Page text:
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    • Christmas-fairy
    • By Christmas-fairy 13th Jul 17, 3:13 PM
    • 10Posts
    • 10Thanks
    Received P45 whilst on maternity leave
    • #1
    • 13th Jul 17, 3:13 PM
    Received P45 whilst on maternity leave 13th Jul 17 at 3:13 PM
    In September last year I was recruited for a maternity cover role which my contract states my contract ends when the lady I am providing cover for returns to work. (She is still not due to return until the end of this year)
    In the meantime, I had unknowingly fallen pregnant myself, so my maternity leave started a couple of weeks ago. I was not eligible for SMP due to the length of time with my employer, but they did write to me granting 52 weeks maternity leave and I am claiming Maternity Allowance.
    Last week I received my most recent pay slip from my employer along with a P45, stating my last working day as the day I left for maternity leave.
    This came totally out of the blue, as I did not resign from my role and they did not inform me that I was being dismissed, I can only assume it is because I am on maternity leave and the lady I was covering is due to return to work before me.
    They have not recruited a replacement whilst I am on leave, the rest of the team are overseeing different parts of the role between them.
    I have emailed HR to ask them to provide a written explanation of why I appear to have been dismissed (this was 4 days ago and still no response).
    Is this classed as maternity discrimination? As it appears I have been dismissed for going on maternity leave?
Page 2
    • jobbingmusician
    • By jobbingmusician 16th Jul 17, 11:05 AM
    • 19,141 Posts
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    Are you actually entitled to maternity leave in this new job? You are not, unless you worked for this employer for 26 weeks up to the qualifying week. The QW is 15 weeks before your expected childbirth date.

    I have added 26 weeks to 15 weeks, starting in September, and it seems very marginal to me..... Have I got this wrong or did you manage to get preggers almost immediately on starting this new job?
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    • Christmas-fairy
    • By Christmas-fairy 16th Jul 17, 11:09 AM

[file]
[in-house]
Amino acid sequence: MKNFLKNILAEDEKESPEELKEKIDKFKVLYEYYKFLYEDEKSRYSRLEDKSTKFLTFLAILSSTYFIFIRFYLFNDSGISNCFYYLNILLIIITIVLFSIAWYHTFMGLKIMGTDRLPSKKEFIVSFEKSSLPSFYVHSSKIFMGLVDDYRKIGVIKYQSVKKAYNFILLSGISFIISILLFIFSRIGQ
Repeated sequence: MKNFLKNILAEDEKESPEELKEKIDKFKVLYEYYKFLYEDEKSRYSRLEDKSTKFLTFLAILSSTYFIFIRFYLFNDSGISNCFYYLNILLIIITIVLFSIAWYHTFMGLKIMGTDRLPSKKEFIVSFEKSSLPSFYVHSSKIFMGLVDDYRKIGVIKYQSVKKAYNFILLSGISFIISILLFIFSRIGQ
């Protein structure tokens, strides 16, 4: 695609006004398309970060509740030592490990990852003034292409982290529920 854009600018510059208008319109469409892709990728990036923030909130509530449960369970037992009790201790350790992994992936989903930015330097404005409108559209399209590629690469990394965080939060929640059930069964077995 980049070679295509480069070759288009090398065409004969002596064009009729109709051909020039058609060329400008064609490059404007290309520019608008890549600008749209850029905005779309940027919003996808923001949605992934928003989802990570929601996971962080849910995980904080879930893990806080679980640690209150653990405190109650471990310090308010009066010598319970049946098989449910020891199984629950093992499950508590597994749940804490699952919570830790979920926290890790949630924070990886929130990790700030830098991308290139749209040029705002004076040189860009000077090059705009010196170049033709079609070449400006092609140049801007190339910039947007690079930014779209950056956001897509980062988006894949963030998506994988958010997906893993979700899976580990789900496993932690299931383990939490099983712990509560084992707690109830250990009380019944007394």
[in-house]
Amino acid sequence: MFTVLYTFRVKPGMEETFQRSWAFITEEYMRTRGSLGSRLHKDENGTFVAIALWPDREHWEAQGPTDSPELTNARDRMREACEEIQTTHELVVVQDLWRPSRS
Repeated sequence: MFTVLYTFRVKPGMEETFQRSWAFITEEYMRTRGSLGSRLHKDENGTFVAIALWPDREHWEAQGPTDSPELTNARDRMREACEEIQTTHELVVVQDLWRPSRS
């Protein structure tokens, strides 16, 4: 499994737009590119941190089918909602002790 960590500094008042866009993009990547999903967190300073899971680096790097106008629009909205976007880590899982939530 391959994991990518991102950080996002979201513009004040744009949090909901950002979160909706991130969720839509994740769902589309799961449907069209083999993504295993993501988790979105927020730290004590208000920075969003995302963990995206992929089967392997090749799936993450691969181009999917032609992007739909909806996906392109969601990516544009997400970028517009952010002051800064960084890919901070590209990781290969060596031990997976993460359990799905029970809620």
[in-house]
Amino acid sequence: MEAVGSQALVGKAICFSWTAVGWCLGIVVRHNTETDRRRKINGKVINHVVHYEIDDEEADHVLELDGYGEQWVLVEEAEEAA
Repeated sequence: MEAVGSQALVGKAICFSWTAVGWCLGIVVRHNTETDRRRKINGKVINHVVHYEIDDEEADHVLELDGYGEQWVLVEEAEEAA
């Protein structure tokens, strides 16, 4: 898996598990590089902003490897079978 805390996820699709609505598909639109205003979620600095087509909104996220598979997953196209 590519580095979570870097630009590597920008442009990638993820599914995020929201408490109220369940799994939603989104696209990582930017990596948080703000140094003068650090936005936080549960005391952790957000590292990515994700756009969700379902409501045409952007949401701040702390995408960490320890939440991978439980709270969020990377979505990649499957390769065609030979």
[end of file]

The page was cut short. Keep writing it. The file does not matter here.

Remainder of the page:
• 10 Posts
    • 10 Thanks
    That calculation is used for Statutory Maternity Pay, which I was not entitled to so claimed Maternity Allowance.
    Yes I'm entitled to Maternity Leave and my employer has confirmed in writing I'm entitled to 52 weeks maternity leave
    • Masomnia
    • By Masomnia 16th Jul 17, 1:05 PM
    • 17,196 Posts
    • 38,131 Thanks
    Quite right, you're entitled to mat leave from day 1 of service, it's whether you get statutory maternity pay or not that is dependent on length of service.

    How did you get on with ACAS?

    As Undervalued said they won't give you 'legal advice' but they should give you an understanding of your rights.
    I could see that, if not actually disgruntled, he was far from being gruntled. - P.G. Wodehouse
    • getmore4less
    • By getmore4less 16th Jul 17, 2:47 PM
    • 32,035 Posts
    • 19,223 Thanks
    If you have not been replaced as maternity cover for the original member of staff but her duties are being covered by existing members of the team, then there would appear to be a fair reason for your dismissal, that is on the grounds of redundancy.

    However, do check they have paid for any holiday accrued but not taken and paid at least one week's notice pay (if you can prove they didn't give you notice - and more if contractually you were entitled to more notice). Were there any adjustments on your payslip?
    Originally posted by anamenottaken
    longer contractual notice can throw out the statutory requirement to full pay during statutory notice.
    • getmore4less
    • By getmore4less 16th Jul 17, 2:54 PM
    • 32,035 Posts
    • 19,223 Thanks
    and subject to receiving appropriate notice of the time to be taken.
    Originally posted by General Grant
    Correct. The must give notice of at least twice the length of the holiday. If they want to be really difficult they could keep giving two days notice to take a day's leave!
    Originally posted by Undervalued
    contractual terms can mean that notice can be Zero or notice previously given ie. a term that says all holiday accrued during maternity must be taken in advance.
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